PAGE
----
With changes in agriculture and food cultures happening so rapidly we are seeing the affects the youngest generations more immediately, not spread out over many generations. In the case of people being taller then their parents it's a neutral thing, but when it comes to childhood diabetes and obesity rising at such an alarming rate it becomes a negative thing.
The core that unites all of these issues is parents wanting to give their children something better. More nutritious food is better, more food is better, an alternative diet is better. What we are beginning to see is the long term effect of better.
This Friday and Saturday I'll be attending at Transatlantic Perspectives Conference at BU. Friday I'm taking a class about fermentation, which I'm really excited about. I grew up helping my Grannie make saurkraut in her basement but I'm excited about learning about yogurt, kimchi and beer.
The instructor wrote a book called Wild Fermentation and I'm going to get a copy of for taking his class. I have minimal experience with food preserving outside of my family experience. I have watched my Mum and Grannie make pickles, but participated minimally and I have not made pickles or jam or anything in a jar since I moved from Canada.
I have a starter in my fridge I use for bread, named Inga. I understand that Inga is made up of live bacteria and if I don't want her to die I need to feed her. Fermentation as far as I understand it is similar to Inga, but you are using the food that you are trying to preserve to feed the bacteria. Somehow through this process the food is preserved. Or maybe it's closer to marinated. I should have all the answers by Friday night.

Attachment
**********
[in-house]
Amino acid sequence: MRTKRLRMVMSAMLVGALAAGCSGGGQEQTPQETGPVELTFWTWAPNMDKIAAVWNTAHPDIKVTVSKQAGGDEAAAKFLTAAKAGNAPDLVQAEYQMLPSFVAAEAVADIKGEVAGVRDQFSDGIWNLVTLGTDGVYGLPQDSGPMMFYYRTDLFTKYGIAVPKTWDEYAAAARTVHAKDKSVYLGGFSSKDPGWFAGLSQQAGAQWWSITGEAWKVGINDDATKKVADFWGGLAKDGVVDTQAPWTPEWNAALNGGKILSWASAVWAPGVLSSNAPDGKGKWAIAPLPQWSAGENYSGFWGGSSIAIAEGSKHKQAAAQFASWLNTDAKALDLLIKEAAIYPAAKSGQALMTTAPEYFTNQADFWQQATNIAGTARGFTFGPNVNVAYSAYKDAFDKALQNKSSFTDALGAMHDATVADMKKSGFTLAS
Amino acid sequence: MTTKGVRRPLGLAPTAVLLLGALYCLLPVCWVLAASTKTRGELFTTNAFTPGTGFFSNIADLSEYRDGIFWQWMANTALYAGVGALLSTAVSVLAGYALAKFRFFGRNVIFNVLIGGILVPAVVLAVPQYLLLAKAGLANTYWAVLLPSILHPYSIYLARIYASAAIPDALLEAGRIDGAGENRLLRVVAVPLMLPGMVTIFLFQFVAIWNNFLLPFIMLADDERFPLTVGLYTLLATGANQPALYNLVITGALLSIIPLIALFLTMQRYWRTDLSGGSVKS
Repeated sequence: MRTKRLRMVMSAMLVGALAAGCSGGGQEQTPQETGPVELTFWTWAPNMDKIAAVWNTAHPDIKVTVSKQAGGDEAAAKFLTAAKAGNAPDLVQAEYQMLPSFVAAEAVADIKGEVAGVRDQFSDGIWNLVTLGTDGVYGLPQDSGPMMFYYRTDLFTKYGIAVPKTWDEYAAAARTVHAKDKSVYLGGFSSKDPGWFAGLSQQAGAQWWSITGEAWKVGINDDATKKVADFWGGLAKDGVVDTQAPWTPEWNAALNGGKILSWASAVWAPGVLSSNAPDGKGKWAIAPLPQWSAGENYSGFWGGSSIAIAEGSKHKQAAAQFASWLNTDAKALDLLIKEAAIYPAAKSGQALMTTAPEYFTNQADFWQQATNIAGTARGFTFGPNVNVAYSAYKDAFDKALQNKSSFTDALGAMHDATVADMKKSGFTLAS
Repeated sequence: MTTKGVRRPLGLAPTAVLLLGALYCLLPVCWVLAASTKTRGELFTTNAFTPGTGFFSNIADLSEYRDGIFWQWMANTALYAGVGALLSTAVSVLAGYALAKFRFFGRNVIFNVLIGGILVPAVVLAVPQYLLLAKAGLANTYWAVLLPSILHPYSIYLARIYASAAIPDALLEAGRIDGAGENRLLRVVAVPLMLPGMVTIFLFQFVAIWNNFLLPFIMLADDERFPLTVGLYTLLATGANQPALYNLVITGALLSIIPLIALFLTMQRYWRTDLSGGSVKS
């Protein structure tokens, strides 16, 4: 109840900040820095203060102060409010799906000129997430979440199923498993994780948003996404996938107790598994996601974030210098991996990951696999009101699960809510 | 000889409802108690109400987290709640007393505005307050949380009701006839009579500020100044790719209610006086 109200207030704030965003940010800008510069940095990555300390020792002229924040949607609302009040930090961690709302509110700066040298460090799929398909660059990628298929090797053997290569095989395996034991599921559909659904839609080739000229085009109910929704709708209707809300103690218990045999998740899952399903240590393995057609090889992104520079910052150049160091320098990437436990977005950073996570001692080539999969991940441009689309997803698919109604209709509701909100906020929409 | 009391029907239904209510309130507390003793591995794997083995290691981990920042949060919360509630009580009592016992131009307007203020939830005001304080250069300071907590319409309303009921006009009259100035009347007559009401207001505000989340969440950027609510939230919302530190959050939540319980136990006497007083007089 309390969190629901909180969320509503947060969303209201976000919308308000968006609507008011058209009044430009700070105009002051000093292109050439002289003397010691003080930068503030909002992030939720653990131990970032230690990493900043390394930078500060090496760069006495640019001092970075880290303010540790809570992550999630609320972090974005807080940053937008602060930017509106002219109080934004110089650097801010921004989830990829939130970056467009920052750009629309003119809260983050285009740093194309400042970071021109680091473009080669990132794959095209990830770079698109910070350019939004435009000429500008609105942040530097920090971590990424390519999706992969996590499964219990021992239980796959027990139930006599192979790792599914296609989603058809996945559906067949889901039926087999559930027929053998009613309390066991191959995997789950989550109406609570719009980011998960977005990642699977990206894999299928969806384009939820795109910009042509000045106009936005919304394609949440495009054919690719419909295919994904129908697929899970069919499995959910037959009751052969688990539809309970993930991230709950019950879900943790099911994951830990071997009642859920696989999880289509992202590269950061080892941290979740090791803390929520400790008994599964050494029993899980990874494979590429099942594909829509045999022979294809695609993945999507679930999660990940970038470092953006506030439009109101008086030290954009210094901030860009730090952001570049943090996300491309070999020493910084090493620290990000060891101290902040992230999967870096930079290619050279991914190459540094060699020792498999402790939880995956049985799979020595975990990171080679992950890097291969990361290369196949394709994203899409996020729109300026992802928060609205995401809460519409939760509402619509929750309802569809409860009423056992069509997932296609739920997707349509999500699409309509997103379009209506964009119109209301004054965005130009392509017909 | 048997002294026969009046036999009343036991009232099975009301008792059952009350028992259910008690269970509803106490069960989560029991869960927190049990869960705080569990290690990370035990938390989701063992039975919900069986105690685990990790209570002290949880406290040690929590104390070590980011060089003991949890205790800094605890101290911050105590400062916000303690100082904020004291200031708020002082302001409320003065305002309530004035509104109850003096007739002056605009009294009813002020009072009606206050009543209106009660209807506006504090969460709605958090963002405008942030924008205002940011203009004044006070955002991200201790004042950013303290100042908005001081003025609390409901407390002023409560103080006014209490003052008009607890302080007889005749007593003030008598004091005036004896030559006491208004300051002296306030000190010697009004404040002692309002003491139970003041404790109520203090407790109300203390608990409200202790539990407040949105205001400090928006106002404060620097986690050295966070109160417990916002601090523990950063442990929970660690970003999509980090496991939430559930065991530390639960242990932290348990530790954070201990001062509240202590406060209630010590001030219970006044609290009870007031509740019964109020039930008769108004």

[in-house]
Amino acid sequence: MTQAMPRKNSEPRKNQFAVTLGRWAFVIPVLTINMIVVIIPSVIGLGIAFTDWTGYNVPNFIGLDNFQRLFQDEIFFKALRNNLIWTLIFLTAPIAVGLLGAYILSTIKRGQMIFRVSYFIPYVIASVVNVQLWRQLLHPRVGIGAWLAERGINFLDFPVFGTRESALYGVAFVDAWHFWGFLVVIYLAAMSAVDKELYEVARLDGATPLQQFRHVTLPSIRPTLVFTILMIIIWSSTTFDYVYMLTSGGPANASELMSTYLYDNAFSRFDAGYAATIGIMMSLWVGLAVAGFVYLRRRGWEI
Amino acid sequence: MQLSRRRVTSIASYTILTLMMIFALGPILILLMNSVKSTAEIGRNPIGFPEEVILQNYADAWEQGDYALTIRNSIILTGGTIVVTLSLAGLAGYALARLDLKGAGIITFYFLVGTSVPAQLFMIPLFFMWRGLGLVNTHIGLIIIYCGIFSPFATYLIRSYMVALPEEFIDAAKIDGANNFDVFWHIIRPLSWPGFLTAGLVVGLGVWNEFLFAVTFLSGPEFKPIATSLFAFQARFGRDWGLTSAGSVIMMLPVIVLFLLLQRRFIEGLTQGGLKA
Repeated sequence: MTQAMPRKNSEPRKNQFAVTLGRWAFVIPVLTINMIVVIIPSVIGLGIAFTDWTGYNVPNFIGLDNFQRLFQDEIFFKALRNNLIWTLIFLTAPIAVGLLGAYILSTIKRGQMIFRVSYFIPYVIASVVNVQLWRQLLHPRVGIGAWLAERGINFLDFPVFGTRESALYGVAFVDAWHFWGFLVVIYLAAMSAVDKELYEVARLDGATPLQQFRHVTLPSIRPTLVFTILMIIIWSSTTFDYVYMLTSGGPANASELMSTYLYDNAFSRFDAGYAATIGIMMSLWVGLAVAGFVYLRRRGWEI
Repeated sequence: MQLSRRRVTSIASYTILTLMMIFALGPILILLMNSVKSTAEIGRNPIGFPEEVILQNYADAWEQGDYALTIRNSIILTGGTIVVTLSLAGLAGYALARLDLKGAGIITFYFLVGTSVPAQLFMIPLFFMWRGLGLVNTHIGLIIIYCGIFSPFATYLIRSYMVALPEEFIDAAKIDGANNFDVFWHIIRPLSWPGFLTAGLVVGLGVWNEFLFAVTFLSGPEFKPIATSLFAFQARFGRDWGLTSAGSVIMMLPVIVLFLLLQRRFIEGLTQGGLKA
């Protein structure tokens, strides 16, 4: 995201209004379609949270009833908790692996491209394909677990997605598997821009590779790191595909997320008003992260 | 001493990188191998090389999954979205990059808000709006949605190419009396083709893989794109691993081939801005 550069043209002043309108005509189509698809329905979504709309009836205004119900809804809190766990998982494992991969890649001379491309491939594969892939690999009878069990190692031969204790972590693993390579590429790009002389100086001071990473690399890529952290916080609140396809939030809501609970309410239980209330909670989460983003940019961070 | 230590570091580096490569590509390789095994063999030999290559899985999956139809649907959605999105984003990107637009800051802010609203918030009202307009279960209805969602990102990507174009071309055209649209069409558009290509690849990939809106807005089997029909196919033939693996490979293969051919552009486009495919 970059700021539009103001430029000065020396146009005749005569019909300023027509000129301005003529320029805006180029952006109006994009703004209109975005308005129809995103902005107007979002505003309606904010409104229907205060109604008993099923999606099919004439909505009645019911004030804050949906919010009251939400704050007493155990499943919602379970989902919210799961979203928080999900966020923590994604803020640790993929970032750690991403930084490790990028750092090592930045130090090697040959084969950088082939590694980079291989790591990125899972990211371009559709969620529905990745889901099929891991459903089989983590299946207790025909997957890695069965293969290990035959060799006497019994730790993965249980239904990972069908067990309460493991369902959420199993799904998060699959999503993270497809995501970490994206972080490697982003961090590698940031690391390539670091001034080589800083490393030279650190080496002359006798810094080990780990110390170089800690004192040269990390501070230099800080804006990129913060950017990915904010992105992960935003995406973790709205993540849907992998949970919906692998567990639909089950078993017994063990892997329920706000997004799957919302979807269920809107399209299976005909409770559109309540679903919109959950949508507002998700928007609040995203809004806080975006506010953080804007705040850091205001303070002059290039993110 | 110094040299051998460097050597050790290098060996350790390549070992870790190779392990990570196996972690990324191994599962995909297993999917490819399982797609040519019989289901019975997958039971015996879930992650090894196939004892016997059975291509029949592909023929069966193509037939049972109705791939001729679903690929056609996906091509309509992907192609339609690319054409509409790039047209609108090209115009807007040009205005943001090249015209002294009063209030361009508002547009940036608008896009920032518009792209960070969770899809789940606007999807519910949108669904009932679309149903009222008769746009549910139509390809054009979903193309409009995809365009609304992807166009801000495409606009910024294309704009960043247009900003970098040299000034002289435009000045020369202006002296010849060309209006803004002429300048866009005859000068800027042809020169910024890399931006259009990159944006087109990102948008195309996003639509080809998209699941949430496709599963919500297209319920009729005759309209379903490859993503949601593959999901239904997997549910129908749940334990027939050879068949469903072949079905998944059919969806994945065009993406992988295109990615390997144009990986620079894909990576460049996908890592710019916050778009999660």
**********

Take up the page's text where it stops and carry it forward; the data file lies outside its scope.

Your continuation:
Just went up, got too excited and couldn't wait. Come over and have a looksee....
I've started a new project, and I hope everyone will come over and take a look.
Rather then devote myself to The Whole Beast by Fergus Henderson which was the original idea, I am simply going to try and cook in the spirit of nose to tail eating. Now being a graduate student with a small space and even less money I am not going to go out and buy and entire creature (as much as I'd like too), but go in search of tripe, feet, brains and liver and do the best I can with them. If anyone has a book that will help me along my way please send me the title, if anyone has a dish from their childhood that uses offal or other seldom used parts of livestock please send it my way as well.
The possibilities that lay before me are a little daunting, but it's all very exciting.
There will be lots of pictures, and the occasional curse word. The first recipe that I plan on making is pig's ear and split pea soup, and I'm excited about it. I launched the new site a few days ago, but then pulled it back again because I think that it needs a little more love before I release it on the world. I'm hoping to get it back up ASAP.